Month focuses on diabetes awareness

The month of November is all about pumpkin pie, turkey and bread rolls.

As appetizing as that sounds, health experts say it would be wise to lay off the sweets and carbohydrates as this month is American Diabetes Awareness Month.

According to the Centers for Disease Control and Prevention’s 2014 statistics, about 29.1 million people in the United States live with diabetes.

Diabetes is a group of diseases where too much sugar is circulated in the blood, leading to many health effects such as loss of vision, the shutdown of organs and, in severe cases, the amputation of a limb or death. People with diabetes are also at higher risk for heart disease, said Sharp Chula Vista dietician and diabetes educator Tiffany Rios.

There are three types of diabetes. Type 1 is when the pancreas does not produce insulin, a hormone that helps keep sugar out of  the blood and uses that sugar for energy, so it helps normalize the amount of sugar in your blood. With Type 1 there is usually a problem with the function of insulin.

With Type 2 diabetes the pancreas produces insulin but the insulin does not function properly.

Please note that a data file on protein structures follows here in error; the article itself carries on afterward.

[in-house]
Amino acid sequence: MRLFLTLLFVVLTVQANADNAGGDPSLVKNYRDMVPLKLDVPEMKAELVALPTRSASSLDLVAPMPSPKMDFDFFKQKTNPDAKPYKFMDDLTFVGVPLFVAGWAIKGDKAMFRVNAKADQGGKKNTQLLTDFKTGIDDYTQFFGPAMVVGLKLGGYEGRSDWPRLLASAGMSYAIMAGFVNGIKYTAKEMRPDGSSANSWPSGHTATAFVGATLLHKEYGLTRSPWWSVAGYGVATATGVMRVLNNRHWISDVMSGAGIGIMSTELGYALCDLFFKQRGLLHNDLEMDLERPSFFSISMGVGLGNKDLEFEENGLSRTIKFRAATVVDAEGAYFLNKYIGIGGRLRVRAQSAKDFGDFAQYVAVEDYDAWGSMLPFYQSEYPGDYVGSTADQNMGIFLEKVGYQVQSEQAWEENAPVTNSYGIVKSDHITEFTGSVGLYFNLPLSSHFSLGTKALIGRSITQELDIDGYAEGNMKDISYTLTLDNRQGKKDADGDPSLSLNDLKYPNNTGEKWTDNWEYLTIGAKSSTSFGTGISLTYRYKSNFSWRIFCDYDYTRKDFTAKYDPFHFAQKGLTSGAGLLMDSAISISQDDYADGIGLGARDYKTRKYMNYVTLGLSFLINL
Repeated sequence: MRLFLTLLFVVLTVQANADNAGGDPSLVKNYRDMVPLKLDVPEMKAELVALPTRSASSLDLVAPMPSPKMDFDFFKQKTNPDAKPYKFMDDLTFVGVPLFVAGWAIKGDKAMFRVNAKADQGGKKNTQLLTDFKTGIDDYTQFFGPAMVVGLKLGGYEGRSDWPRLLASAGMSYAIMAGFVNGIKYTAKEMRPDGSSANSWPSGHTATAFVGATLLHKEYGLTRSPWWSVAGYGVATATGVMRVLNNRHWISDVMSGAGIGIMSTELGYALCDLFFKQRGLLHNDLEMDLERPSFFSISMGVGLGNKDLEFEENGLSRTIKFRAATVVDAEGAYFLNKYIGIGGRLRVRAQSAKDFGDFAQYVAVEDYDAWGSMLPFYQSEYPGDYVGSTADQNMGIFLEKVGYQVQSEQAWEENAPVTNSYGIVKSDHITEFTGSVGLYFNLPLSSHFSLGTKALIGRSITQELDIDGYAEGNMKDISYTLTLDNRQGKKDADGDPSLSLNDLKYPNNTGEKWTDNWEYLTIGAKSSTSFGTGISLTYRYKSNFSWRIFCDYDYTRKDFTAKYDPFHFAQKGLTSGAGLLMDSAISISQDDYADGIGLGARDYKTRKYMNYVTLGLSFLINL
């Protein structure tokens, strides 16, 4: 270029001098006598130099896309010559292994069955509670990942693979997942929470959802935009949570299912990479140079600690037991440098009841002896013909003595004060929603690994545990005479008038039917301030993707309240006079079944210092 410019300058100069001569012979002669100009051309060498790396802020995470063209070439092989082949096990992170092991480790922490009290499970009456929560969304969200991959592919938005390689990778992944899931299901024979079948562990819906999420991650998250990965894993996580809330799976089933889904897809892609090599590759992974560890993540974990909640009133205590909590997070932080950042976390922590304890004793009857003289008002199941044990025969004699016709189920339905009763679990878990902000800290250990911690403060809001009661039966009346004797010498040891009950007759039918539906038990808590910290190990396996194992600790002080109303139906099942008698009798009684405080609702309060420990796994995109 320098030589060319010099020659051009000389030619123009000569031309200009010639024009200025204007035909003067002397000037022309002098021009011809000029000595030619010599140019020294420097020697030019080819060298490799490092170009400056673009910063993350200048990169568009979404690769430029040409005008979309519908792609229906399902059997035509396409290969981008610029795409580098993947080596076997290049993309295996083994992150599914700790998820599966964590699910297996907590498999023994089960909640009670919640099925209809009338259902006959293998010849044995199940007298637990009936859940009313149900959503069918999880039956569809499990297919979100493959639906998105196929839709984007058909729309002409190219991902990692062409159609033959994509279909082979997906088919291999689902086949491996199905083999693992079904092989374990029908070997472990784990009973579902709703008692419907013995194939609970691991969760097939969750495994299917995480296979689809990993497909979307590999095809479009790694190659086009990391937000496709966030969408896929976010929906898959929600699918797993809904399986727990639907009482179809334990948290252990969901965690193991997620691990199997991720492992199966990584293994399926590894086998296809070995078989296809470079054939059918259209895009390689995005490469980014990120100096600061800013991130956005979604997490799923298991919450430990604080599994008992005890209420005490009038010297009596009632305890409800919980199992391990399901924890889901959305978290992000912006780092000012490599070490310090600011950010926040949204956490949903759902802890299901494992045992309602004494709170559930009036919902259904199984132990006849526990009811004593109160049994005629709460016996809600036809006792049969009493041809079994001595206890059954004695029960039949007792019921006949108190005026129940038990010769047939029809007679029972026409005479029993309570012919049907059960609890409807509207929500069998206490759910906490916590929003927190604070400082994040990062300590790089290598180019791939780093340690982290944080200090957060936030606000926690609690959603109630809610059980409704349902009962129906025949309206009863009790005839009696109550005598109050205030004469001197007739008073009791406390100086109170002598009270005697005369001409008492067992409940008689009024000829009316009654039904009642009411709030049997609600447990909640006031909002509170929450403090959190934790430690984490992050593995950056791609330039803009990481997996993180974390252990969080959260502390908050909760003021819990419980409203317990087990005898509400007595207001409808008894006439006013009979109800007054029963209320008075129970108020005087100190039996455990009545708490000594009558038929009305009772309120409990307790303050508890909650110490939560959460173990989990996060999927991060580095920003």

Type 3 diabetes is  gestational and  occurs with pregnant women.

Rios said common warning signs of possible diabetes include excessive urination, fatigue and dry mouth.

According to statistics kept by Sharp Chula Vista, 22 percent of San Diegans are obese with about seven percent of them having  diabetes, but over 27 percent of adults have pre-diabetes and don’t know it.

“One of the things people can do to prevent diabetes is to eat healthy and exercise,” said Rios.
Rios said eating healthy means consuming a lot of vegetables and cutting back and keeping track of portions when it comes to eating starchy foods like rice, pasta, fried foods and potatoes.

The American Heart Association says the average American diet has about 22 teaspoons of added sugar a day. Rios said a person should have more than 100 calories a day from added sugar.

She said it is important to eat balanced meals that has a mixture of protein, vegetables and the right carbohydrates.

To prevent diabetes, Rios highly recommends exercising at a minimum of 30-minutes a day or 60-minutes a day if weight loss is needed.

In 2013, diabetes was the fifth leading cause of death in South County. In 2013, there were a total of  110 deaths in the South Bay according to statistics compiled by Sharp Chula Vista.

In 2013, there were 905 hospitalizations due to diabetes in South County. In the same year there were 912 diabetes-related emergency room visits.